Saturday, January 30, 2010

Friday, January 29, 2010

Crazy Idea

This is a beautiful book I just saw up for bid over at Heritage Auctions, published in 1940. I'm sure it's entirely wishful thinking on my part, but I have this crazy idea that the cover could maybe have been illustrated by . . . wait for it . . . Walt Kelly.

It's just the kind of parade of characters he would do; he worked on Fantasia, the film, especially that roly-poly god of the grape there in the middle; the cherubs and fauns are somewhat of his style—and what isn't in his style (such as the Fred Moore centaurette) may just have been his emulating the rest of the film's characters; and Kelly has made mention that he was an illustrator-for-hire before doing comic books. It was published by Simon and Shuster, Kelly's publisher for all his "three foot shelf of books".

Aaa, if you know differently, please let me know. It's really a nice cover, isn't it?


Speaking of fauns and lyrebirds, a Fantasia concept drawing:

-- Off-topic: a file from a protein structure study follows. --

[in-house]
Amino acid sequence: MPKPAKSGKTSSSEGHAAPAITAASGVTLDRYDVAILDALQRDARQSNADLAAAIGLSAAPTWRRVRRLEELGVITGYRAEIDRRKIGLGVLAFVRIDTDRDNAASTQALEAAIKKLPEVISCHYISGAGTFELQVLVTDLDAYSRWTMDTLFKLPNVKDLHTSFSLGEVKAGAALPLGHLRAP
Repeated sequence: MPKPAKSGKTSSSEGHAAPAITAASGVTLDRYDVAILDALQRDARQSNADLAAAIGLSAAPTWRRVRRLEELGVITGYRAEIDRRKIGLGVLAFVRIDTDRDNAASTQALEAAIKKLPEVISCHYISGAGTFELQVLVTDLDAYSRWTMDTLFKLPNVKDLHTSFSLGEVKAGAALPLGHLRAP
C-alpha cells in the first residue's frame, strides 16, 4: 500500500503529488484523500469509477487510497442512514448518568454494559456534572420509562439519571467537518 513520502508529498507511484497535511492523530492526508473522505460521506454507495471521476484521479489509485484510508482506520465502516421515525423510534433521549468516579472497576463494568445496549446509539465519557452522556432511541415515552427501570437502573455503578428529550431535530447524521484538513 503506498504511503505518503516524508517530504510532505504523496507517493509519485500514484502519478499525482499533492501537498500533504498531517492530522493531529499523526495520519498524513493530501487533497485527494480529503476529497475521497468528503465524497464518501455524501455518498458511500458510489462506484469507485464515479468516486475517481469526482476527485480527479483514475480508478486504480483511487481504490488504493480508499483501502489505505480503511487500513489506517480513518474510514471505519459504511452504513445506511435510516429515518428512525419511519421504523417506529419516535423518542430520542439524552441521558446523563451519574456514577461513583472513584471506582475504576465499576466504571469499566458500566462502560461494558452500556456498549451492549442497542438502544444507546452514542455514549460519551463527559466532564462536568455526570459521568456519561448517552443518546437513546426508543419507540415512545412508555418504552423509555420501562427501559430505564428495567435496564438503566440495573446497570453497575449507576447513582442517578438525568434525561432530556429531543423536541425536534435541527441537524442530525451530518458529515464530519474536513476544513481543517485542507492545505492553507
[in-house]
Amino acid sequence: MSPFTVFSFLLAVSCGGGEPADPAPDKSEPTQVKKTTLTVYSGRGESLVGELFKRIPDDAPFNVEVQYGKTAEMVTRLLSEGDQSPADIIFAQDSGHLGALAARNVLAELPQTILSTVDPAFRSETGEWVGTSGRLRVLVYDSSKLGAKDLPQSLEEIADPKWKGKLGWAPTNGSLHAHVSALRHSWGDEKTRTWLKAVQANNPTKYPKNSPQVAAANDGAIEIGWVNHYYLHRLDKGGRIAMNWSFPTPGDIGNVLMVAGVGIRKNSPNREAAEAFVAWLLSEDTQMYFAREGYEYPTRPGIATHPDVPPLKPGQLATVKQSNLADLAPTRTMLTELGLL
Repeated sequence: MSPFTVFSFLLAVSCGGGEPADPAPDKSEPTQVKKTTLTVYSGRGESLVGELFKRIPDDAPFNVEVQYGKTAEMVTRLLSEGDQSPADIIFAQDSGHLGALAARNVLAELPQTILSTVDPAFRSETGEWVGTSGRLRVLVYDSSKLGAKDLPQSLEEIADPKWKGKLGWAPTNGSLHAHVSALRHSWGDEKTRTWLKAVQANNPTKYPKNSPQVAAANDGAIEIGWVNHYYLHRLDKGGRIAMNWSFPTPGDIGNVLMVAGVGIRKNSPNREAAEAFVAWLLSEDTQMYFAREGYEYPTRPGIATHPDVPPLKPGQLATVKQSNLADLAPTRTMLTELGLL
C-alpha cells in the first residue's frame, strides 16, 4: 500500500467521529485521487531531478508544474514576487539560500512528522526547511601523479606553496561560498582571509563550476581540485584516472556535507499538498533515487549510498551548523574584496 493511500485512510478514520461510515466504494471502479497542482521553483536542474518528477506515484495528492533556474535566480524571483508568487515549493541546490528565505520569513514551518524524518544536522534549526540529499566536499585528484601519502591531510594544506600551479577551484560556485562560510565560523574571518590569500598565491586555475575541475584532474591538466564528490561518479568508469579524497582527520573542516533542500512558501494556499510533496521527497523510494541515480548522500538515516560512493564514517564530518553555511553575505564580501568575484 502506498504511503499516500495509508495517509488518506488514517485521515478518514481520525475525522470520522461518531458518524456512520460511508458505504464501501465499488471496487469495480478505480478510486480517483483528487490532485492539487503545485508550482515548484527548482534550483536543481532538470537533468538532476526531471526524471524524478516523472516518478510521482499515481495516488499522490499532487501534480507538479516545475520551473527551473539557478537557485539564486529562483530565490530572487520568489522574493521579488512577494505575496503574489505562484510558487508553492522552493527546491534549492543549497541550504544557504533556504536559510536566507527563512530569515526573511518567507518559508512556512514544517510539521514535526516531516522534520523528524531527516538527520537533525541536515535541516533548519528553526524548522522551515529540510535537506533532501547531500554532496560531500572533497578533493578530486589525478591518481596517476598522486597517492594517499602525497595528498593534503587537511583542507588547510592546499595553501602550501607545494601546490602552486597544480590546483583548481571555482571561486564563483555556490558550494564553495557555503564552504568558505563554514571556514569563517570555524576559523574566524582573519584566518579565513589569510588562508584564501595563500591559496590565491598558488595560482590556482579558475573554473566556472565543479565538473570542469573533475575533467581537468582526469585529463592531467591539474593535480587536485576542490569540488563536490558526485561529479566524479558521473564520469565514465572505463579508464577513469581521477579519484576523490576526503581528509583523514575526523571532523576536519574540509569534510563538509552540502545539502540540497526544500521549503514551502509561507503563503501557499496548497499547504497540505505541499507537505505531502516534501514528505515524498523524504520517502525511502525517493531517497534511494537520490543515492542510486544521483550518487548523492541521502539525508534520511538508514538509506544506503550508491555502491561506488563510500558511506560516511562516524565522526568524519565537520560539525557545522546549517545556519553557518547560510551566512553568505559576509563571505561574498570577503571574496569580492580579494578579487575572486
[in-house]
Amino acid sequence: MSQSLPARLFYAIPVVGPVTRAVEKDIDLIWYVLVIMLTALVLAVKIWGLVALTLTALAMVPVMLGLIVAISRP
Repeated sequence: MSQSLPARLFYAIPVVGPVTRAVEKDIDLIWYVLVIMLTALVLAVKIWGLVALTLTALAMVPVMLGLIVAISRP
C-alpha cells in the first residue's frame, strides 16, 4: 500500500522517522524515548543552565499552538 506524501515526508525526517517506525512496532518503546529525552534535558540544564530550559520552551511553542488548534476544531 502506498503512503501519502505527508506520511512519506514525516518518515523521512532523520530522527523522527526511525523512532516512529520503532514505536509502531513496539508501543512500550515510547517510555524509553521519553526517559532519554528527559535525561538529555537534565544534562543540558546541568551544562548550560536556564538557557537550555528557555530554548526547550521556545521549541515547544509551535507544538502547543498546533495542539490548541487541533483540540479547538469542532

Fantasia Long Shot

A Fantasia concept long shot for panning, from grotto to far meadows and beyond. All these lovely ladies are "centaurettes". The lyre birds are lovely too.

If I can't live in this mythological world, I can certainly see it in my imagination.


Fantasia concept drawing of water nixies, looking very reminiscent of a Waterhouse painting.

A Place Spirit

Fantasia Fauns and Nixies

Fauns are place spirits of untamed woodland and Nixies are the feminine spirits of fresh waters in sacred springs and rivers.

Mystery and Decadence

Fantasia's pastoral conceptual artists developed a sense of mythological mystery and beauty and decadence that was scrubbed clean in production. I understand somewhat, because of the times and the intended audience, that caution had to be exercised. But still, to think of what might have been created in some alternate universe where maturity of theme is tolerated and appreciated by the masses.

Thursday, January 28, 2010